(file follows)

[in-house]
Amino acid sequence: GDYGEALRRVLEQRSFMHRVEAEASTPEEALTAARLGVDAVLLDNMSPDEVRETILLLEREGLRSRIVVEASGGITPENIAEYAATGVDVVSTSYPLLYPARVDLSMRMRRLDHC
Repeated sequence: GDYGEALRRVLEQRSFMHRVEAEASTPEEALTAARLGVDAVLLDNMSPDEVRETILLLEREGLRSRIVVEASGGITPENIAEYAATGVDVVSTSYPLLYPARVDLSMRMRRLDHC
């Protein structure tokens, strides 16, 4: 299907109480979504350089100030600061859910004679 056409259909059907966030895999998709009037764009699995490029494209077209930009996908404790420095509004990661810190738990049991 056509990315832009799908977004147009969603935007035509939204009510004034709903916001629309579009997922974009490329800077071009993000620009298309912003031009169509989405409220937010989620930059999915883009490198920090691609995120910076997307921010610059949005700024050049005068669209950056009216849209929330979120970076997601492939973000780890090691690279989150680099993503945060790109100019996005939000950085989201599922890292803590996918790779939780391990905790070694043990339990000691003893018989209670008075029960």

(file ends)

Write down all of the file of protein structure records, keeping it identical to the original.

[in-house]
Amino acid sequence: GDYGEALRRVLEQRSFMHRVEAEASTPEEALTAARLGVDAVLLDNMSPDEVRETILLLEREGLRSRIVVEASGGITPENIAEYAATGVDVVSTSYPLLYPARVDLSMRMRRLDHC
Repeated sequence: GDYGEALRRVLEQRSFMHRVEAEASTPEEALTAARLGVDAVLLDNMSPDEVRETILLLEREGLRSRIVVEASGGITPENIAEYAATGVDVVSTSYPLLYPARVDLSMRMRRLDHC
């Protein structure tokens, strides 16, 4: 299907109480979504350089100030600061859910004679 056409259909059907966030895999998709009037764009699995490029494209077209930009996908404790420095509004990661810190738990049991 056509990315832009799908977004147009969603935007035509939204009510004034709903916001629309579009997922974009490329800077071009993000620009298309912003031009169509989405409220937010989620930059999915883009490198920090691609995120910076997307921010610059949005700024050049005068669209950056009216849209929330979120970076997601492939973000780890090691690279989150680099993503945060790109100019996005939000950085989201599922890292803590996918790779939780391990905790070694043990339990000691003893018989209670008075029960």